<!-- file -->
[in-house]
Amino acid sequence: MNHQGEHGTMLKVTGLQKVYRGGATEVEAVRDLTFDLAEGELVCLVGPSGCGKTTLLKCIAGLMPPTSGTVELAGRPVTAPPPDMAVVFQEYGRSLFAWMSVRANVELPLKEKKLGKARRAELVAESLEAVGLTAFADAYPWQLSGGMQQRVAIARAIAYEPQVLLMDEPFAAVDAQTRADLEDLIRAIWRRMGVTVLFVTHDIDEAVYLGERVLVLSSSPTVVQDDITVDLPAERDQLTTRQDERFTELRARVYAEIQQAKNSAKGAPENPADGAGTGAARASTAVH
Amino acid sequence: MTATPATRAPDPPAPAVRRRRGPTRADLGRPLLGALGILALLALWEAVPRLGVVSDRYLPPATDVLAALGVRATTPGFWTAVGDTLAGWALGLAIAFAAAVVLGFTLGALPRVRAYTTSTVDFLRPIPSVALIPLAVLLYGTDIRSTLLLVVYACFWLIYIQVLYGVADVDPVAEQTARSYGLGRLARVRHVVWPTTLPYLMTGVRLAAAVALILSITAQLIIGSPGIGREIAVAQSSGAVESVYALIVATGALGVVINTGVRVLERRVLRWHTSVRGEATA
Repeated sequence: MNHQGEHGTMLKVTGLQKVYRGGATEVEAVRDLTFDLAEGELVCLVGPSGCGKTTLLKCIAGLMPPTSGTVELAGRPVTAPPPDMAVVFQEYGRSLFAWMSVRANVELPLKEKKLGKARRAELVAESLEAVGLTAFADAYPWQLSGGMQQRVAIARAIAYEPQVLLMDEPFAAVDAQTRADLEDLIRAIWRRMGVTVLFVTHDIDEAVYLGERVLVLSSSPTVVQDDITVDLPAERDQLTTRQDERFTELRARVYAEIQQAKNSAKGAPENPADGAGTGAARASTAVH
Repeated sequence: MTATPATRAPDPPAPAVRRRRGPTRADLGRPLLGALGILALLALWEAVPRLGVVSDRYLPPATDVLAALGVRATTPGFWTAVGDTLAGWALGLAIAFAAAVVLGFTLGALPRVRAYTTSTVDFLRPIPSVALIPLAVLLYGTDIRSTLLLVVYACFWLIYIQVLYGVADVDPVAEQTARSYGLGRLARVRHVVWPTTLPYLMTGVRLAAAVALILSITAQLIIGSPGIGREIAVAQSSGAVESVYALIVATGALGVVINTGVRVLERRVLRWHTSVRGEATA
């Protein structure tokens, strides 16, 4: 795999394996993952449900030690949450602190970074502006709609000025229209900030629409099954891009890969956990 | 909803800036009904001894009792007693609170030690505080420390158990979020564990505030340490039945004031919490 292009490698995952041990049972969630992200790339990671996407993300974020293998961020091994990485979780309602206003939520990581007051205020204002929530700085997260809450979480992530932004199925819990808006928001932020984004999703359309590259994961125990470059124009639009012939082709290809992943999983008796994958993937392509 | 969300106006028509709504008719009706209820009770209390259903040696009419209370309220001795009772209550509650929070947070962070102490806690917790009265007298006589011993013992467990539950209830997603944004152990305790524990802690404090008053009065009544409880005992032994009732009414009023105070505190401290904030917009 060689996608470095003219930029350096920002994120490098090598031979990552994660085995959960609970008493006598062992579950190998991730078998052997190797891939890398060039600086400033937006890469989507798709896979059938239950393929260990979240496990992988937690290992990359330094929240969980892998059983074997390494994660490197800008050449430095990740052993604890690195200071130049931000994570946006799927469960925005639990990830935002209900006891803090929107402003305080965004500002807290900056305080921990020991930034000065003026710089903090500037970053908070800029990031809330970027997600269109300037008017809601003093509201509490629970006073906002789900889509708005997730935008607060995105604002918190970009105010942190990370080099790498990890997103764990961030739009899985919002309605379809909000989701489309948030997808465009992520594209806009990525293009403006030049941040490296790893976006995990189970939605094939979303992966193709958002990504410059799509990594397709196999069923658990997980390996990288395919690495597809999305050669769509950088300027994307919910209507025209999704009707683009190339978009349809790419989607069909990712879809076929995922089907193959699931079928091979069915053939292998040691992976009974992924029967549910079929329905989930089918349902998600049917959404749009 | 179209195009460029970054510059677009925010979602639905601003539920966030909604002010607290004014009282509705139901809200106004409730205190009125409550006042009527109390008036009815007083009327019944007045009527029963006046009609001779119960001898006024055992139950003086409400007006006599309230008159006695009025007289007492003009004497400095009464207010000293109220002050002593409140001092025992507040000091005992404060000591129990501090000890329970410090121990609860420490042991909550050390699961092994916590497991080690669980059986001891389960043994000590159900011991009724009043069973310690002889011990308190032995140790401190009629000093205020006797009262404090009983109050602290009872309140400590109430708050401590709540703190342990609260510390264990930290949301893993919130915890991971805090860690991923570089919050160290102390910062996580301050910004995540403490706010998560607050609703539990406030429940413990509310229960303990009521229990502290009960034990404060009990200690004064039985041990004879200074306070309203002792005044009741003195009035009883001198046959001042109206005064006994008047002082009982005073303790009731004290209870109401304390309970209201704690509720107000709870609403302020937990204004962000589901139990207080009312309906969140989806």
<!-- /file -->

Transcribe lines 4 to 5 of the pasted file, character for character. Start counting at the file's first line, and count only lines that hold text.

Repeated sequence: MNHQGEHGTMLKVTGLQKVYRGGATEVEAVRDLTFDLAEGELVCLVGPSGCGKTTLLKCIAGLMPPTSGTVELAGRPVTAPPPDMAVVFQEYGRSLFAWMSVRANVELPLKEKKLGKARRAELVAESLEAVGLTAFADAYPWQLSGGMQQRVAIARAIAYEPQVLLMDEPFAAVDAQTRADLEDLIRAIWRRMGVTVLFVTHDIDEAVYLGERVLVLSSSPTVVQDDITVDLPAERDQLTTRQDERFTELRARVYAEIQQAKNSAKGAPENPADGAGTGAARASTAVH
Repeated sequence: MTATPATRAPDPPAPAVRRRRGPTRADLGRPLLGALGILALLALWEAVPRLGVVSDRYLPPATDVLAALGVRATTPGFWTAVGDTLAGWALGLAIAFAAAVVLGFTLGALPRVRAYTTSTVDFLRPIPSVALIPLAVLLYGTDIRSTLLLVVYACFWLIYIQVLYGVADVDPVAEQTARSYGLGRLARVRHVVWPTTLPYLMTGVRLAAAVALILSITAQLIIGSPGIGREIAVAQSSGAVESVYALIVATGALGVVINTGVRVLERRVLRWHTSVRGEATA